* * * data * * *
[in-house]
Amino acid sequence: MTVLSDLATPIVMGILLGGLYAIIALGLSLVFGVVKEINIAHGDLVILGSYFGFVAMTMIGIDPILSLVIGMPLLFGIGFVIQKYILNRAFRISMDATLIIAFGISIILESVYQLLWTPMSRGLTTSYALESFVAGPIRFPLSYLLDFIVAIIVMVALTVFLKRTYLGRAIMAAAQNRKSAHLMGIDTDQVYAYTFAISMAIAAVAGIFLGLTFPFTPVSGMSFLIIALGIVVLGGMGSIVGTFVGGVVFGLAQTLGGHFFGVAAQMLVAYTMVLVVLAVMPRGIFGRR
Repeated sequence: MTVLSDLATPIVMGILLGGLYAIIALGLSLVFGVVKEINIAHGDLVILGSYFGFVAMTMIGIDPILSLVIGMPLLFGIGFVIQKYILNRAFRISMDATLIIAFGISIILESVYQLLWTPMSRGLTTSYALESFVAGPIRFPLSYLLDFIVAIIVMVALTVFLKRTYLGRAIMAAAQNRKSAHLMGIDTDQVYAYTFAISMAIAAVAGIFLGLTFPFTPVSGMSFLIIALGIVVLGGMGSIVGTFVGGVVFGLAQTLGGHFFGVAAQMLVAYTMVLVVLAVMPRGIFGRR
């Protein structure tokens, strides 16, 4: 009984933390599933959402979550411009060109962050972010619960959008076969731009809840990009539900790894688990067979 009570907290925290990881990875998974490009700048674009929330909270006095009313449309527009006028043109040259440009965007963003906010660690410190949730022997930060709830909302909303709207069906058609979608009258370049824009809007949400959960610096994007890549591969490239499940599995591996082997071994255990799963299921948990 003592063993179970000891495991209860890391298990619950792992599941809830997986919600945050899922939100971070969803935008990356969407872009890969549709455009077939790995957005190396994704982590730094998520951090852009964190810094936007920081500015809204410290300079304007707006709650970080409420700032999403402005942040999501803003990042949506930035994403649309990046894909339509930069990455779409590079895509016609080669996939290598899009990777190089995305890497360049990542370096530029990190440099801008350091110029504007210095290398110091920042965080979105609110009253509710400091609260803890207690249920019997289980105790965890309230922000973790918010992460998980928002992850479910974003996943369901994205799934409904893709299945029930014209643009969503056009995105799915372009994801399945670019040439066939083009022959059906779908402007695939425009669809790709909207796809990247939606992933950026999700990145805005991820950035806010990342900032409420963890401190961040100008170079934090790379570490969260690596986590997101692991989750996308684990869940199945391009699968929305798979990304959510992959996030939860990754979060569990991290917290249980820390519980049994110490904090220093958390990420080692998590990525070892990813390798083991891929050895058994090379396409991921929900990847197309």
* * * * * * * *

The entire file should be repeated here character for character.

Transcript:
[in-house]
Amino acid sequence: MTVLSDLATPIVMGILLGGLYAIIALGLSLVFGVVKEINIAHGDLVILGSYFGFVAMTMIGIDPILSLVIGMPLLFGIGFVIQKYILNRAFRISMDATLIIAFGISIILESVYQLLWTPMSRGLTTSYALESFVAGPIRFPLSYLLDFIVAIIVMVALTVFLKRTYLGRAIMAAAQNRKSAHLMGIDTDQVYAYTFAISMAIAAVAGIFLGLTFPFTPVSGMSFLIIALGIVVLGGMGSIVGTFVGGVVFGLAQTLGGHFFGVAAQMLVAYTMVLVVLAVMPRGIFGRR
Repeated sequence: MTVLSDLATPIVMGILLGGLYAIIALGLSLVFGVVKEINIAHGDLVILGSYFGFVAMTMIGIDPILSLVIGMPLLFGIGFVIQKYILNRAFRISMDATLIIAFGISIILESVYQLLWTPMSRGLTTSYALESFVAGPIRFPLSYLLDFIVAIIVMVALTVFLKRTYLGRAIMAAAQNRKSAHLMGIDTDQVYAYTFAISMAIAAVAGIFLGLTFPFTPVSGMSFLIIALGIVVLGGMGSIVGTFVGGVVFGLAQTLGGHFFGVAAQMLVAYTMVLVVLAVMPRGIFGRR
């Protein structure tokens, strides 16, 4: 009984933390599933959402979550411009060109962050972010619960959008076969731009809840990009539900790894688990067979 009570907290925290990881990875998974490009700048674009929330909270006095009313449309527009006028043109040259440009965007963003906010660690410190949730022997930060709830909302909303709207069906058609979608009258370049824009809007949400959960610096994007890549591969490239499940599995591996082997071994255990799963299921948990 003592063993179970000891495991209860890391298990619950792992599941809830997986919600945050899922939100971070969803935008990356969407872009890969549709455009077939790995957005190396994704982590730094998520951090852009964190810094936007920081500015809204410290300079304007707006709650970080409420700032999403402005942040999501803003990042949506930035994403649309990046894909339509930069990455779409590079895509016609080669996939290598899009990777190089995305890497360049990542370096530029990190440099801008350091110029504007210095290398110091920042965080979105609110009253509710400091609260803890207690249920019997289980105790965890309230922000973790918010992460998980928002992850479910974003996943369901994205799934409904893709299945029930014209643009969503056009995105799915372009994801399945670019040439066939083009022959059906779908402007695939425009669809790709909207796809990247939606992933950026999700990145805005991820950035806010990342900032409420963890401190961040100008170079934090790379570490969260690596986590997101692991989750996308684990869940199945391009699968929305798979990304959510992959996030939860990754979060569990991290917290249980820390519980049994110490904090220093958390990420080692998590990525070892990813390798083991891929050895058994090379396409991921929900990847197309």